Evaluation time  30 Duration of the test period per fitness evaluation in seconds
Tournament size  2 Number of individuals used in tournament selection
Repetitions  10 Number of repetitions per experiment (each robot + gait-learning)
TABLE II: Main experiment parameters

Iii-F Performance measures

To compare the two methods, we consider three performance indicators: efficiency, efficacy, and the morphologies intelligence.

Iii-F1 Efficiency & Efficacy

We measure efficacy by the quality achieved at the end of the evolutionary process. Since we consider gait learning here, the quality is defined by the speed of the robot. As this measure can be sensitive to ‘luck’, we get more useful statistics by taking the average over 10 different runs. Thus here, the efficacy of a method is defined by the mean best fitness averaged over the 10 independent repetitions. Efficiency indicates how quickly the robot finds its best solution.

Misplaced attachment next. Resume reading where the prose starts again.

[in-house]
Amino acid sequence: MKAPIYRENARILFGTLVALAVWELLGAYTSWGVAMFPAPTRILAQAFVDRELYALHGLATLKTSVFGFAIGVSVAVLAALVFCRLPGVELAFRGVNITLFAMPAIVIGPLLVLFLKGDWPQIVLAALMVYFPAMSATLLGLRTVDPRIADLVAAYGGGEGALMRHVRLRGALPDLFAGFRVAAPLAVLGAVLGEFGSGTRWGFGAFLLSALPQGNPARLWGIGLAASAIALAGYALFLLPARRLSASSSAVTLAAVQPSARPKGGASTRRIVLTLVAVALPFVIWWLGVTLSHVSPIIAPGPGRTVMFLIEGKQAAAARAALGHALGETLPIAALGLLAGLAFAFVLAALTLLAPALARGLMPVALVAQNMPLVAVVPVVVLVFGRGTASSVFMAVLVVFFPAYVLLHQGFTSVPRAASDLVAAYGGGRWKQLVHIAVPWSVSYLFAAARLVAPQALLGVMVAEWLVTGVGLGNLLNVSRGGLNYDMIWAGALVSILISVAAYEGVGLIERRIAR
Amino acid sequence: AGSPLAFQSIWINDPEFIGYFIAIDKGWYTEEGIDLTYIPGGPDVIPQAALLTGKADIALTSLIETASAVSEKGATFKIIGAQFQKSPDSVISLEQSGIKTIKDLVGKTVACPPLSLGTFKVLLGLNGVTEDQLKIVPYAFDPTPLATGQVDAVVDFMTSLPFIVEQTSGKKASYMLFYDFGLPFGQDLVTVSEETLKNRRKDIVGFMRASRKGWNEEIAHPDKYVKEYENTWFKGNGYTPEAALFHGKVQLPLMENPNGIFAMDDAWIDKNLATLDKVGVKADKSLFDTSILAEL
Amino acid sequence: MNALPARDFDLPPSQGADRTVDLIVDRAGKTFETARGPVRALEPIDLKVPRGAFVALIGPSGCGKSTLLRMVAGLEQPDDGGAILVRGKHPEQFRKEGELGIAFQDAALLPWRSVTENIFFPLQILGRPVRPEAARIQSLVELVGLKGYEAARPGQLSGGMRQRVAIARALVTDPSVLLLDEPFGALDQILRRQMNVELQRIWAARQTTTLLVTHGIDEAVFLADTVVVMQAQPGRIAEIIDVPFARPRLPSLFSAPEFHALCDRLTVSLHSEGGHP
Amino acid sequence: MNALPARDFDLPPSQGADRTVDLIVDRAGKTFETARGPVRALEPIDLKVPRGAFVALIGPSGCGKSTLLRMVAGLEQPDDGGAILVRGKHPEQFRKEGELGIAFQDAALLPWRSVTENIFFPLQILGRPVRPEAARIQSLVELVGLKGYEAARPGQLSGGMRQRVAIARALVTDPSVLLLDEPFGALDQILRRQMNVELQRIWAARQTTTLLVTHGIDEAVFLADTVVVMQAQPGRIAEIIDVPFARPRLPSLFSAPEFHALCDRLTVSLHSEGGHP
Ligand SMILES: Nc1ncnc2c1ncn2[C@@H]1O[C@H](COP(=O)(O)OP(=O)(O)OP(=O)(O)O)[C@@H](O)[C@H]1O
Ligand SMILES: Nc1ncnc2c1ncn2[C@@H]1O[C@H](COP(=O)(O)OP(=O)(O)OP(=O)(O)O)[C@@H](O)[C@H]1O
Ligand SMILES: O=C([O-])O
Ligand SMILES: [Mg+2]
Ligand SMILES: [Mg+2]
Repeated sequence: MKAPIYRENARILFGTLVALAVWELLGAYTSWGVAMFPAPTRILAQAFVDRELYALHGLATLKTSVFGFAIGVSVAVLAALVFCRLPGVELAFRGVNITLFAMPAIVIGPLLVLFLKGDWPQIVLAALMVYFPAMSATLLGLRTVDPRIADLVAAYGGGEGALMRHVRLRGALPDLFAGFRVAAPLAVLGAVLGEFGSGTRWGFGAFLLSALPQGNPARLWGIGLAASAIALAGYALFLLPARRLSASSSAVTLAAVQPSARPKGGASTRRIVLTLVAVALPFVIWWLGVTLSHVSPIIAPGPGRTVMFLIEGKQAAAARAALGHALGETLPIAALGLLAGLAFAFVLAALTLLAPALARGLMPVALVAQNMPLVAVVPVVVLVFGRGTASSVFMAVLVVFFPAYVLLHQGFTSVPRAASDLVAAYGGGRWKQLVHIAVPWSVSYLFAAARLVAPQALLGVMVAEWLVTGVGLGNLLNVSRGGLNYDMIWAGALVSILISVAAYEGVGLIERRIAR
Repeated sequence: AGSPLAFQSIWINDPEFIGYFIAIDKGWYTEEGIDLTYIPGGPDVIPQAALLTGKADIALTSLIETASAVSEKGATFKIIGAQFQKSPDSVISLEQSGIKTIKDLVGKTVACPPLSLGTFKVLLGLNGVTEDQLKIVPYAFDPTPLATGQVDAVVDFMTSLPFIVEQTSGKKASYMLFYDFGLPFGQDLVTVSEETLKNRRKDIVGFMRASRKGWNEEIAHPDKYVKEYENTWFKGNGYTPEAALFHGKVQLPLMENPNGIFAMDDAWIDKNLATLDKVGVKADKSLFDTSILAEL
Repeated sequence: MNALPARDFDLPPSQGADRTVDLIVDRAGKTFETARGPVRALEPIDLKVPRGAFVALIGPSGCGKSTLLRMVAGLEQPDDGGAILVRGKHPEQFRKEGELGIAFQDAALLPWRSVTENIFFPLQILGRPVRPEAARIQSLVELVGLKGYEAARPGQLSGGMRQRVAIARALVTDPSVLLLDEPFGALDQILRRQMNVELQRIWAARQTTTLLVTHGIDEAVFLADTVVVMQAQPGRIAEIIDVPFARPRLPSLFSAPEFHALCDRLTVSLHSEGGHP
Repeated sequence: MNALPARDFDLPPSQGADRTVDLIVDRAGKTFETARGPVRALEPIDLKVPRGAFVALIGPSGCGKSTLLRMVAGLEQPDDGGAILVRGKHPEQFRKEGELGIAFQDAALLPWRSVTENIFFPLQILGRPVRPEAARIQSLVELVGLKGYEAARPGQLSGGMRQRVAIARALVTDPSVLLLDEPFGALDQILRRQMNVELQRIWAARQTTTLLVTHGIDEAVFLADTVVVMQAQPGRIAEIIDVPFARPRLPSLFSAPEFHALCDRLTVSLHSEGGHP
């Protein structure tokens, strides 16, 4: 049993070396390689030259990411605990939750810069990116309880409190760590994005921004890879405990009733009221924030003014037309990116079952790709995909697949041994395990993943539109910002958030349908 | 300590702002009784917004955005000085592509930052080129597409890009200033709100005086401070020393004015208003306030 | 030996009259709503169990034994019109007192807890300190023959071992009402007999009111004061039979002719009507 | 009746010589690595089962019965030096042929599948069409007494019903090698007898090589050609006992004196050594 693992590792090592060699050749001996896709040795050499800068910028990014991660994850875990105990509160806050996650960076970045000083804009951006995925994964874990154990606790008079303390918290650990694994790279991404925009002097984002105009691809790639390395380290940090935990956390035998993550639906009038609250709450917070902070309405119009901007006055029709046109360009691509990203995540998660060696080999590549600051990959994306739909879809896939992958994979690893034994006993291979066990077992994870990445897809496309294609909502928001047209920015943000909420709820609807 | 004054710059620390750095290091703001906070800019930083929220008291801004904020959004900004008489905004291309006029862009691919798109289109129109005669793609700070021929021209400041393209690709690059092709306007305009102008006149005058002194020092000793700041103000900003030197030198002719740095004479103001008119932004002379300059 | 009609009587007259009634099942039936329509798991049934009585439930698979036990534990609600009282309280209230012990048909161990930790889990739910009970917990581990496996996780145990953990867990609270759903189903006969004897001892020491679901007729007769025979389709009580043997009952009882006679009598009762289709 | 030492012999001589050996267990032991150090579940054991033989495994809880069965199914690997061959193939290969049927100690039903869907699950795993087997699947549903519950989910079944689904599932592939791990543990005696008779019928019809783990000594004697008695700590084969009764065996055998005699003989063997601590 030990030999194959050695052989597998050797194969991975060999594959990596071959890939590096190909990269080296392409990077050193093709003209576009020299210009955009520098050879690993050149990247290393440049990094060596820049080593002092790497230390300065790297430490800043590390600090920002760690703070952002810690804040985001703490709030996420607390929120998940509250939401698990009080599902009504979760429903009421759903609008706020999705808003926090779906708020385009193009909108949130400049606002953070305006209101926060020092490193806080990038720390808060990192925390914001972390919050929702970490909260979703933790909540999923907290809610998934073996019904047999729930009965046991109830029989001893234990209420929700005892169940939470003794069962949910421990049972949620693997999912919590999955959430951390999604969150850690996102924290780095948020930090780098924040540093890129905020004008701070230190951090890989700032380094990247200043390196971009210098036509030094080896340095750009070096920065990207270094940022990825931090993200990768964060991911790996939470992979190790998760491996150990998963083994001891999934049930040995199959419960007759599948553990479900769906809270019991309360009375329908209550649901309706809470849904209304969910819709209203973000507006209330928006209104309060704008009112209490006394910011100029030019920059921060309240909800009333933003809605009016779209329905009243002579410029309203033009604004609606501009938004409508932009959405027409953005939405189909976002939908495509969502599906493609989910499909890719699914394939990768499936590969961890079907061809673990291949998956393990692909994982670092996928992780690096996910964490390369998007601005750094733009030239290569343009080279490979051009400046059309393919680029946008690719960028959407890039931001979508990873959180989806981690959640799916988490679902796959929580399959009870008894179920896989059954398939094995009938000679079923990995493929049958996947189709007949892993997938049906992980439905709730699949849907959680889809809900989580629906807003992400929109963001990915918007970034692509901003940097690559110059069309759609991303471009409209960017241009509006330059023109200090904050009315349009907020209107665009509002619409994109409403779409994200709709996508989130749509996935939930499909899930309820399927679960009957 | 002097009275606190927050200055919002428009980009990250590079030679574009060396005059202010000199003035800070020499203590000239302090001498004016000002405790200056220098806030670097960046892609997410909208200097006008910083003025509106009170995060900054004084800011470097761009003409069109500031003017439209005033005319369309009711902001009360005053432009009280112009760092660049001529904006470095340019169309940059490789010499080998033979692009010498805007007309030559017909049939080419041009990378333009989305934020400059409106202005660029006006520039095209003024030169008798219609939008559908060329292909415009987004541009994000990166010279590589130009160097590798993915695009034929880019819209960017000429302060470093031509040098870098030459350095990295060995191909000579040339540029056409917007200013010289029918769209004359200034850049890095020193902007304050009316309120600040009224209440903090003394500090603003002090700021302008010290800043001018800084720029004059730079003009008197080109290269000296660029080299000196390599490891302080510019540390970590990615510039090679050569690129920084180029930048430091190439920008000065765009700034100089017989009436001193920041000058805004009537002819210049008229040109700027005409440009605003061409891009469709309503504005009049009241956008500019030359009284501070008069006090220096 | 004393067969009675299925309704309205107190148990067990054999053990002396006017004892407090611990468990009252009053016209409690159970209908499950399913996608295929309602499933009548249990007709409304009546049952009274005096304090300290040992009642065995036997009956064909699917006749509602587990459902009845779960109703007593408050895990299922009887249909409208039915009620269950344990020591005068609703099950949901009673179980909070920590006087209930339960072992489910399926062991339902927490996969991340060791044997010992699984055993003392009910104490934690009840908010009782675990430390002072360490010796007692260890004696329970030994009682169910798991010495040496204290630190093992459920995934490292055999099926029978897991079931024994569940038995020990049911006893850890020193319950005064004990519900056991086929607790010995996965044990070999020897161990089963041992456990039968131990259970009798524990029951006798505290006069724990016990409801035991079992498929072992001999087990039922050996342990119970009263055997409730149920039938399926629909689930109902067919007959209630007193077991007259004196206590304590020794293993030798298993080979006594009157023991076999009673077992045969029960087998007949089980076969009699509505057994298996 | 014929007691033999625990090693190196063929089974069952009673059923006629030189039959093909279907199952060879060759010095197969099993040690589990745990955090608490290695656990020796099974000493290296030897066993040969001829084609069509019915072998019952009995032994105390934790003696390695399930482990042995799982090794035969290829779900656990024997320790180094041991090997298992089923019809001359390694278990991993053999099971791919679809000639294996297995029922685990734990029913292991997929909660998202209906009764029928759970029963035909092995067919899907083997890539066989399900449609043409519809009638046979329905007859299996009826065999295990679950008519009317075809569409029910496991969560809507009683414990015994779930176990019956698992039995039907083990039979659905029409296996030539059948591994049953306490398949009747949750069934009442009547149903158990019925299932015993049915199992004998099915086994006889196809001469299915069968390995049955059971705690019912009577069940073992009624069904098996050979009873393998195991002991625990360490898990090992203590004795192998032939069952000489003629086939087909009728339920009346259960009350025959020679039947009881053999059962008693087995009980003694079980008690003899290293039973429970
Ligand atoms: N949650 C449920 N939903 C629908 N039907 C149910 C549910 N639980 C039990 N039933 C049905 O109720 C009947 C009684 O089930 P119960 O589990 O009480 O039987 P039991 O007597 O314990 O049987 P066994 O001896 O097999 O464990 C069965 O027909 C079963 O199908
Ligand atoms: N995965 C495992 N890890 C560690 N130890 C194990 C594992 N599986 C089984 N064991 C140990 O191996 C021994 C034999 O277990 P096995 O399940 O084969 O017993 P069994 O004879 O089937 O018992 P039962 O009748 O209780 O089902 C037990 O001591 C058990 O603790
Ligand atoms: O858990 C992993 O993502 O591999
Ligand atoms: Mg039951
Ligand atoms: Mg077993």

Iii-F2 Morphological Descriptors

For quantitatively assessing morphological traits of the robots, we utilized the following set of descriptors:

Absolute Size: Total number of modules of a robot body. It’s a sum of all the structural bricks, hinges and one core-component with controller board.

absolute_size = brick_count + hinge_count +

Width: The width of a body, excluding sensors.

Proportion: The length-width ratio of the rectangular envelope around the morphology. It is defined as following:

where is the shortest side of the morphology, and is the longest side.

Number of Bricks: The number of structural bricks in the morphology.

Relative Number of Limbs: The number of extremities of a morphology relative to a practical limit. It is defined as following:

where m is the total number of modules in the morphology, l the number of modules which have only one face attached to another module (except for the core-component) and is the maximum amount of modules with one face attached that a morphology with m modules could have, if containing the same amount of modules arranged in a different way.

Number of Active Hinges: Number of active hinges in the morphology. Activate hinge means a joint that has a motor, and non-activate is a passive joint (just the ‘bendable’ plastic).